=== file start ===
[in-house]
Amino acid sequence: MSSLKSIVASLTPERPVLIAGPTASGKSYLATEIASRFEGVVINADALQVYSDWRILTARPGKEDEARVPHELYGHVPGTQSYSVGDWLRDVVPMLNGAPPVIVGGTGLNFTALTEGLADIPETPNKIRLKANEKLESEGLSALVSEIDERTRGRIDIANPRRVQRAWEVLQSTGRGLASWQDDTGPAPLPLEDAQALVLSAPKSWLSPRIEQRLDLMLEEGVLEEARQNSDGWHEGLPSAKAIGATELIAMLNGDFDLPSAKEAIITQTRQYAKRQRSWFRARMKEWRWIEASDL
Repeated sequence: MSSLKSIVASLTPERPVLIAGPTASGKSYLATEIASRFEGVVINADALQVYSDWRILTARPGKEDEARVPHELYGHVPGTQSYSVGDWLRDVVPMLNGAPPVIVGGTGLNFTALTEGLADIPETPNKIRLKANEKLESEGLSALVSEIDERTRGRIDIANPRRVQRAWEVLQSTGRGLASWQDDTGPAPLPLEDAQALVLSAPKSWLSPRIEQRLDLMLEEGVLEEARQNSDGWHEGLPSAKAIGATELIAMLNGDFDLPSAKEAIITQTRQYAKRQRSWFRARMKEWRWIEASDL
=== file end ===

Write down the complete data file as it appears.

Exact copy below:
[in-house]
Amino acid sequence: MSSLKSIVASLTPERPVLIAGPTASGKSYLATEIASRFEGVVINADALQVYSDWRILTARPGKEDEARVPHELYGHVPGTQSYSVGDWLRDVVPMLNGAPPVIVGGTGLNFTALTEGLADIPETPNKIRLKANEKLESEGLSALVSEIDERTRGRIDIANPRRVQRAWEVLQSTGRGLASWQDDTGPAPLPLEDAQALVLSAPKSWLSPRIEQRLDLMLEEGVLEEARQNSDGWHEGLPSAKAIGATELIAMLNGDFDLPSAKEAIITQTRQYAKRQRSWFRARMKEWRWIEASDL
Repeated sequence: MSSLKSIVASLTPERPVLIAGPTASGKSYLATEIASRFEGVVINADALQVYSDWRILTARPGKEDEARVPHELYGHVPGTQSYSVGDWLRDVVPMLNGAPPVIVGGTGLNFTALTEGLADIPETPNKIRLKANEKLESEGLSALVSEIDERTRGRIDIANPRRVQRAWEVLQSTGRGLASWQDDTGPAPLPLEDAQALVLSAPKSWLSPRIEQRLDLMLEEGVLEEARQNSDGWHEGLPSAKAIGATELIAMLNGDFDLPSAKEAIITQTRQYAKRQRSWFRARMKEWRWIEASDL